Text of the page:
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CGD experts offer ideas and analysis to improve international development policy. Also check out our Global Health blog and US Development Policy blog.

 

Liliana Rojas-Suarez presents her decision tree in Mexico City

Where Policy and Research Meet: Takeaways from Workshops on CGD's New Policy Decision Tree for Financial Inclusion

On October 10, CGD, in collaboration with the Alliance for Financial Inclusion (AFI), held a workshop in Mexico City to discuss CGD’s innovative tool that serves to diagnose the crucial impediments to digital financial inclusion in specific country contexts. There, we shared a draft of CGD’s forthcoming paper: A Decision Tree for Improving Financial Inclusion.

The Response to De-Risking: Progress Made, Some Challenges Remain

In November 2015, CGD published a report titled Unintended Consequences of Anti–Money Laundering Policies for Poor Countries. Today we release a follow-up to that report. Policy Responses to De-risking: Progress Report on the CGD Working Group’s 2015 Recommendations takes stock of accomplishments to date, notes where work remains, and recommends concrete actions for international institutions, governments, banks, and others to continue addressing de-risking.

Chart of the turnover of OTC interest rate derivatives

Basel III & Unintended Consequences for Emerging Markets and Developing Economies - Part 5: Effects on Capital Market Development and the Real Economy

While the immediate and direct effects of implementing Basel III regulatory reforms in emerging markets and development economies (EMDEs) are in these countries’ banking systems, there might also be effects beyond them on other segments of the financial system. In this blog post, I will focus on two specific areas of concern—risk management and capital market development, and spill-overs from banking structural reforms in advanced countries.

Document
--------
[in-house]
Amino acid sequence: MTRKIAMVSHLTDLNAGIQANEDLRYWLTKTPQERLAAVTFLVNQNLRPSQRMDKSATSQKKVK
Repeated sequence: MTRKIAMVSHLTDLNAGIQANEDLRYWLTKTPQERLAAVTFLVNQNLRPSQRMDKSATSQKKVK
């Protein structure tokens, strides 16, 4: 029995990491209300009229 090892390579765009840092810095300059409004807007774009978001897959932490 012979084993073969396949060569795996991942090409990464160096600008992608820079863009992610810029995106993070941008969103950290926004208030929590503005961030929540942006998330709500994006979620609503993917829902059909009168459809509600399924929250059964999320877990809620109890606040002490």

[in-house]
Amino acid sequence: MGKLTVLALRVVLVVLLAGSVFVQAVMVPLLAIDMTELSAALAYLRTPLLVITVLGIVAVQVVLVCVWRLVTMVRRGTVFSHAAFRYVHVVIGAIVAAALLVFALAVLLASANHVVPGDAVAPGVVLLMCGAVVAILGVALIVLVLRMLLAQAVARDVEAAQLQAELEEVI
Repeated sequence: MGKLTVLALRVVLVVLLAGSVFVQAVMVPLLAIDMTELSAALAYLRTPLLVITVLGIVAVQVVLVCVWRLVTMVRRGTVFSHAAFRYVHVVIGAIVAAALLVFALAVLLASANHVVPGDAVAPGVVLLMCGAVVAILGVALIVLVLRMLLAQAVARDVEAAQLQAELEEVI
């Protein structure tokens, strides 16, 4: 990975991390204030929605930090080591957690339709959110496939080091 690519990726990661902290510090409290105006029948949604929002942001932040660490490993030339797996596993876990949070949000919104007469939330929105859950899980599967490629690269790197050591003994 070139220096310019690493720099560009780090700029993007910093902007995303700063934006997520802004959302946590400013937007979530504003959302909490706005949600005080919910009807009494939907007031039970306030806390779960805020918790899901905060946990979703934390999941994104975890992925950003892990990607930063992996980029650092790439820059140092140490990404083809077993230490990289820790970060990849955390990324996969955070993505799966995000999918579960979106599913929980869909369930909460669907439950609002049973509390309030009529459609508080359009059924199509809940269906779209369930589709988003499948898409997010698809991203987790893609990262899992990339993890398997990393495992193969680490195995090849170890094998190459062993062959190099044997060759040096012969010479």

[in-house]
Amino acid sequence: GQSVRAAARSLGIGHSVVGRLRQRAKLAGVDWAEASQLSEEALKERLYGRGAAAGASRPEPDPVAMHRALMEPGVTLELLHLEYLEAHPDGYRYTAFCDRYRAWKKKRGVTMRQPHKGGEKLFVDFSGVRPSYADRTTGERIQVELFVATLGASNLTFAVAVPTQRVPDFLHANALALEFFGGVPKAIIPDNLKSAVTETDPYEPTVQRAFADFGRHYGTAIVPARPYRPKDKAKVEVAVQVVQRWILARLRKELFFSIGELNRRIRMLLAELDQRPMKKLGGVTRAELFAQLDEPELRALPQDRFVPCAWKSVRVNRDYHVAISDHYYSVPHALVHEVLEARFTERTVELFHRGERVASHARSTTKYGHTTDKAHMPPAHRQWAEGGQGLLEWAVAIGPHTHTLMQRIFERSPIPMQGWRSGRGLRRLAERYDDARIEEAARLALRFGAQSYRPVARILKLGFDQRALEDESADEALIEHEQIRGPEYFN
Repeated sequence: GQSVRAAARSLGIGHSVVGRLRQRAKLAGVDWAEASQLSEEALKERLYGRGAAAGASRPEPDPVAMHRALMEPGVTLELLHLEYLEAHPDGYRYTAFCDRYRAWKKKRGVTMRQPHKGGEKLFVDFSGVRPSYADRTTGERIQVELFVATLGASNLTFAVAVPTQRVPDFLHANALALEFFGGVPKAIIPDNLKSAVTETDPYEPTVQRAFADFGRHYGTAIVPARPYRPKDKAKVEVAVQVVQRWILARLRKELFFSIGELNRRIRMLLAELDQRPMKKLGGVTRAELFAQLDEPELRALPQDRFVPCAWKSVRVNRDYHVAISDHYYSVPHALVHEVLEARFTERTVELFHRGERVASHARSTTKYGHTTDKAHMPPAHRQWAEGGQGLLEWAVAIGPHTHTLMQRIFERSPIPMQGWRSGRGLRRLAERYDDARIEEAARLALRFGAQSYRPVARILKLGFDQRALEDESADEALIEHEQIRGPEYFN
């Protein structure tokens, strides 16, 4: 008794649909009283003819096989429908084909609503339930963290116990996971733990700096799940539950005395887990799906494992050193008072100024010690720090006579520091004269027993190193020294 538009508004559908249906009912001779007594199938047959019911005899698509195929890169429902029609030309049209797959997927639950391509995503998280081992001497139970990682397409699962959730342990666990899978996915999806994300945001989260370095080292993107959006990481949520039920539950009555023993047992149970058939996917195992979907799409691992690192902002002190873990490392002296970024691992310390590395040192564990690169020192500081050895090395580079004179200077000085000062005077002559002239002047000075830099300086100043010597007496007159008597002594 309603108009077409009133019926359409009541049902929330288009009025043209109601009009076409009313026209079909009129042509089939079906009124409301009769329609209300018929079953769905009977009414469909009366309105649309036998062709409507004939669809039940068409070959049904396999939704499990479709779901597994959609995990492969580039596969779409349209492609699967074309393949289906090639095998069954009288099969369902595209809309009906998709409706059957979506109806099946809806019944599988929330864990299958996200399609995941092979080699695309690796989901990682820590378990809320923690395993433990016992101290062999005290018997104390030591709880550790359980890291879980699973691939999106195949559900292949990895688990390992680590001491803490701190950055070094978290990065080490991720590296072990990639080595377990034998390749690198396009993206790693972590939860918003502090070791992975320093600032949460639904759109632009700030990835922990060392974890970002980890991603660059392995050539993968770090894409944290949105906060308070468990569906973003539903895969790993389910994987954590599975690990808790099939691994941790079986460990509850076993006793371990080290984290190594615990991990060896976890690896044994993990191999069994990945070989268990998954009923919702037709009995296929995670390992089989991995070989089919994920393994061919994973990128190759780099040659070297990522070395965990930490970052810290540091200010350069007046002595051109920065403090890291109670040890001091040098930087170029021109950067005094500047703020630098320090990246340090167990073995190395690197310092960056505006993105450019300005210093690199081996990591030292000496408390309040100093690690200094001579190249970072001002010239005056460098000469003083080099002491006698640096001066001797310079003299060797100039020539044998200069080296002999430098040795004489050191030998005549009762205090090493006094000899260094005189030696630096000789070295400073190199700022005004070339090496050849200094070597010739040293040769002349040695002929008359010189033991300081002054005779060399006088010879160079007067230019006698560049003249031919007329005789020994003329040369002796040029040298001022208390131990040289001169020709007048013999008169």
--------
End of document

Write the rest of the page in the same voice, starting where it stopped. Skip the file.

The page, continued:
Construction workers laying a road

Basel III & Unintended Consequences for Emerging Markets and Developing Economies - Part 4: Challenges on Infrastructure and SME Lending

The adoption of Basel III by developing countries raises the question of what the impact of such regulatory reform will be on volume, cost, and composition of domestic credit in these economies and for the development of financial systems more generally. This is against the background of many emerging markets not yet having fully exploited the potential for financial development and inclusion in their economies.

Percentage of Foreign Bank Assets Among Total Bank Assets (Selected EMDEs)

Basel III & Unintended Consequences for Emerging Markets and Developing Economies - Part 3: An Unlevel Playing Field Between Domestic and Foreign Banks Might Increase Governments’ Funding Costs

Responding to the latest assessment of Mexico’s implementation of the Basel III recommendations, the Mexican authorities argued that regulations for countries hosting foreign banks’ subsidiaries and for the parent countries of the subsidiaries should be aligned “in order to prevent distortions due to the asymmetric treatment of similar risk exposures by home and host jurisdictions,” which could result in an unlevel playing field between foreign subsidiaries and domestic banks.

M-Pawa increased women’s happiness and optimism, business training had no additional significant effect (% of study participants answering ‘yes’)

The Clock is Ticking on Financial Inclusion and a Focus on Women Can Help

A sense of urgency was present at a recent World Bank Spring meeting on financial inclusion. This is not surprising, given the Bank’s ambitious goal of Universal Financial Access by 2020. Two years to go and globally about 1.7 billion adults remain unbanked—close to 1 billion of them are women. It’s clear that to meet this goal, we all must focus our efforts on women.